I have often referred to CAM as “faith-based medicine” due to its reliance on belief over evidence for validation, and I have commented on my perception that such a belief-based approach resembles religion, for which I have been soundly chastised by some as raising a divisive issue. Nothing stirs passions and animosities like a discussion of religion in America. Nevertheless, while I respect people’s right to believe as they choose, and I see a lot of good come from many religious traditions, there does seem to me to be a strong relationship between various forms of non-evidence based belief. A recent article in the Journal of Alternative and Complementary Medicine would seem to support the link between religion, or at least religiosity, and CAM. Unfortunately, without paying for a subscription, I can only access the abstract and first page, but here are some tidbits:
“Naturopaths and acupuncturists were three times as likely as internists and rheumatologists to report no religious affiliation (35% versus 12%, p<0.001), but were more likely to describe themselves as very spiritual (51% versus 20%, p<0.001) and to agree they try to carry religious beliefs into life’s dealings (51% versus 44%, p<0.01). Among physicians, increased spirituality and religiosity coincided with more personal use of CAM and willingness to integrate CAM into a treatment program.”
“Religion, spirituality, and complementary and alternative medicine (CAM) are related to one another in complex ways. Religious practitioners and CAM supporters are critical of conventional biomedicine’s reductionism and impersonality…Additionally, reflecting religious traditions, CAM supporters see patients as “whole persons—spiritual beings.” Thus, we might expect those who are more religious to be attracted to CAM practices.”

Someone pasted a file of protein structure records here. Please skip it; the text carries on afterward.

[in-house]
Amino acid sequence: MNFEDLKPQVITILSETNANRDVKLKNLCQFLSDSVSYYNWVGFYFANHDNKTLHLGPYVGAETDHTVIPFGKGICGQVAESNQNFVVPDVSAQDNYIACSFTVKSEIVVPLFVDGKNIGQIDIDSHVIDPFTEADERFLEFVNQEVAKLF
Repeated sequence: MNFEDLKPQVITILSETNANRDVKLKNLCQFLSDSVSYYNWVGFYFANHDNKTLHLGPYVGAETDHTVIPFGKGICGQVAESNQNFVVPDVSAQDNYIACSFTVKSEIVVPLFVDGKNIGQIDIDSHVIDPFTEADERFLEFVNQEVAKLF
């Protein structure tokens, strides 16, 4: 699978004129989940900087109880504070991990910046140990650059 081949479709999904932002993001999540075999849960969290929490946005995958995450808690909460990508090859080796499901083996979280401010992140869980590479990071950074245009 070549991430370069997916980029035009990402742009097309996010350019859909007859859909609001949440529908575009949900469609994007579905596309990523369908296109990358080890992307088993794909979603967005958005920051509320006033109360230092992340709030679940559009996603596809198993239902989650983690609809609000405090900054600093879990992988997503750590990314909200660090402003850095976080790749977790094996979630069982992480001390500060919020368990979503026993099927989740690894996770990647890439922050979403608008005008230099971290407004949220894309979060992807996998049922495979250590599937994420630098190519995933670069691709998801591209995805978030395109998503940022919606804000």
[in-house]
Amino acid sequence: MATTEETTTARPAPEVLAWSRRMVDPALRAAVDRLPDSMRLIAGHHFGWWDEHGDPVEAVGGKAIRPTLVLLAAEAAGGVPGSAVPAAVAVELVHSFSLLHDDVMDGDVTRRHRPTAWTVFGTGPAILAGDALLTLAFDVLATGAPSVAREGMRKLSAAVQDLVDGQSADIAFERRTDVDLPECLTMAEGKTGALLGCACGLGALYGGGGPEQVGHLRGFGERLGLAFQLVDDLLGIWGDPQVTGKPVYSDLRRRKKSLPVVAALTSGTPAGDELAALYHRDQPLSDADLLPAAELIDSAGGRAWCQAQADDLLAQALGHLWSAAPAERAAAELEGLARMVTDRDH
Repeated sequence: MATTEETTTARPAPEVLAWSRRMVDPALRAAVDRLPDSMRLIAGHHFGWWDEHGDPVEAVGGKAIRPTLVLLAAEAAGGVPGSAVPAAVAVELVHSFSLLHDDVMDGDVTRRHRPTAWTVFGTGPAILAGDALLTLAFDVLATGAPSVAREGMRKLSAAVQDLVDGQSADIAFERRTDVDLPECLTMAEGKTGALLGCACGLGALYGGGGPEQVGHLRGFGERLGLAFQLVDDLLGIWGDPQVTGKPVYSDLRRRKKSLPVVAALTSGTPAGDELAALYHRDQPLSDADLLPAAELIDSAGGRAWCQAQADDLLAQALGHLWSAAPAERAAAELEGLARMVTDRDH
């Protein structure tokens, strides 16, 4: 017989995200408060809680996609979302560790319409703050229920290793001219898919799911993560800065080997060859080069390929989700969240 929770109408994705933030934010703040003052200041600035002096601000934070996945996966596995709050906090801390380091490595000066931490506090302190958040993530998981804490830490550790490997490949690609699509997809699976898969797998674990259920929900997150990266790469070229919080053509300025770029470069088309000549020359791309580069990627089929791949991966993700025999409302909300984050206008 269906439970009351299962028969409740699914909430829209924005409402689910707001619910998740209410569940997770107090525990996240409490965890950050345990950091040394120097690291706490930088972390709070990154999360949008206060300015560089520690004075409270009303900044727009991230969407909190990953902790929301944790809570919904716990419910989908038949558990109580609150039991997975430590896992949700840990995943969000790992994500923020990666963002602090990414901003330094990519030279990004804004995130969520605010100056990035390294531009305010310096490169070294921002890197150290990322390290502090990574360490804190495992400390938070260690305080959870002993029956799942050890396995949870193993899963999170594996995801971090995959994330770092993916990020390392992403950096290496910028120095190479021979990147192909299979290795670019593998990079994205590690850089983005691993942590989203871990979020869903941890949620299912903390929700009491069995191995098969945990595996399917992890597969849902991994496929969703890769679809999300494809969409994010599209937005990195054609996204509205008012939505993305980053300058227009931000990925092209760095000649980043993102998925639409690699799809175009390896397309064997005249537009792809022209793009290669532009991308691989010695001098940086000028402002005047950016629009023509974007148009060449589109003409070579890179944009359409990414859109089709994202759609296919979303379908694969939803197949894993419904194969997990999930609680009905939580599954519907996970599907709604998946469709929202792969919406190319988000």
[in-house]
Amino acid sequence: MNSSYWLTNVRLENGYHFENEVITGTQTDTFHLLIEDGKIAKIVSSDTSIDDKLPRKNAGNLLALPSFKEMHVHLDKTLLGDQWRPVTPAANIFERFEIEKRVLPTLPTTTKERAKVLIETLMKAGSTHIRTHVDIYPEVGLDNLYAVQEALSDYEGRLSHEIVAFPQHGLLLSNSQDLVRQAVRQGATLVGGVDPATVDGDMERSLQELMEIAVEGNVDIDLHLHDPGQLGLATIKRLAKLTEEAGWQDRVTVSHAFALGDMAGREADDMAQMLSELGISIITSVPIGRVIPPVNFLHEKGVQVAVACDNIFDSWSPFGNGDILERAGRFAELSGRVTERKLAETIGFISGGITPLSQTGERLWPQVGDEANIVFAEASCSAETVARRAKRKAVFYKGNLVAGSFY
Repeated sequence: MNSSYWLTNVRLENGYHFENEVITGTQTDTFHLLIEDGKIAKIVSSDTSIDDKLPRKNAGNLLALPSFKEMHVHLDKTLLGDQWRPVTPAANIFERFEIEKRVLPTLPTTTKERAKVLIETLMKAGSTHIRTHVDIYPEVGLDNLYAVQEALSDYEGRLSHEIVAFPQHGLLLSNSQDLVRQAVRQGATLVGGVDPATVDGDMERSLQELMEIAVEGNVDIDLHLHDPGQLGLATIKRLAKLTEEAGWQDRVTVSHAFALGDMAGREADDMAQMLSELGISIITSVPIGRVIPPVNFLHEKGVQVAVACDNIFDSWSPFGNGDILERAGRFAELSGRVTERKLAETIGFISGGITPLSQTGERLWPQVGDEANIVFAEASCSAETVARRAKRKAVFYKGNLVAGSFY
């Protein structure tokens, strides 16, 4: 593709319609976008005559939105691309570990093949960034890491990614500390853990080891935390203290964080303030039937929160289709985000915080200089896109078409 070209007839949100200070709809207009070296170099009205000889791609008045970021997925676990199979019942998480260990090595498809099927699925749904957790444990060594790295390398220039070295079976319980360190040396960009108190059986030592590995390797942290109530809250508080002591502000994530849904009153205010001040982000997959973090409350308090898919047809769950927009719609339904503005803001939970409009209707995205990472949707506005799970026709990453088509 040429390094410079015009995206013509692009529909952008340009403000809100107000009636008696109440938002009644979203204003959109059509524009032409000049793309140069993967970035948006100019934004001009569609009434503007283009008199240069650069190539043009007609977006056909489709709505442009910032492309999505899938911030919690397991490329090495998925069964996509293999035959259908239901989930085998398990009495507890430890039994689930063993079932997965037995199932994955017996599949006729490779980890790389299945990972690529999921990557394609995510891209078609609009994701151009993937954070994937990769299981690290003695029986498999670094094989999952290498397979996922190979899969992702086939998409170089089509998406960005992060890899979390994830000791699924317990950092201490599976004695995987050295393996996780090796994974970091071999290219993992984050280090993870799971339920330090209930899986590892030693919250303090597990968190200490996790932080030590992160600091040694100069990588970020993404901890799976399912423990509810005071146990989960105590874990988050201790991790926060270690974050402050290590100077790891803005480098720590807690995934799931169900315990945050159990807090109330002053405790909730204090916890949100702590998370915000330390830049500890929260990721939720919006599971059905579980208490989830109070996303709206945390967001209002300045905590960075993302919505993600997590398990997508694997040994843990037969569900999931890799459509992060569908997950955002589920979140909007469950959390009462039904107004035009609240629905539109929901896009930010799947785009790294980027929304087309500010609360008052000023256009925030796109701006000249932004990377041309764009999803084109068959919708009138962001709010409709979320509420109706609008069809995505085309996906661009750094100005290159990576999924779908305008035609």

The article does discuss the concern of some fundamentalist members of mainstream religions with the “universal notion of spirituality over particular and concrete practices of religion,” but it does suggest that overall a supernaturalist outlook is correlated with an openness to vitalist, non-scientific approaches to medicine.
We generally believe ourselves in this country to be past the days when one’s religious faith determined one’s beliefs about the ordinary physical world. Most people of faith accept the reality of the geocentric model of the universe, evolution by natural selection, probabilistic quantum mechanics, and many other scientific discoveries that explain phenomena previously given supernatural explanations. CAM, however, is an area in which all too often faith trumps reason, and belief is considered sufficient to validate a practice that cannot be supported by objective scientific evidence.
If we acknowledge the clear connection between a bent towards vague, supernaturalist beliefs and CAM, I think we can strip away the misleading patina of science that disguises much CAM and lends it an undeserved appearance of legitimacy. Certainly, there are CAM proponents who are committed to a scientific, evidence-based approach, and we should encourage and support these. But when others clearly base their practices on spiritual belief rather than real science, we should make that clear for all to see as well.
A reader was kind enough to forward a complete copy of the article, and there were a few more interesting comments I wanted to pass along. Overall, the article makes a strong case, though with limited data, that CAM use is about worldview more than about safety and efficacy. The authors state “[Astin, JA, 1998] hypothesized that ‘growing interest in alternative medicine may represent a type of cultural (Kuhnian) paradigm shift regarding health beliefs and practice…part of a broader value orientation and set of cultural beliefs, one that embraces a holistic, spiritual orientation to life.” Our finds support this hypothesis.”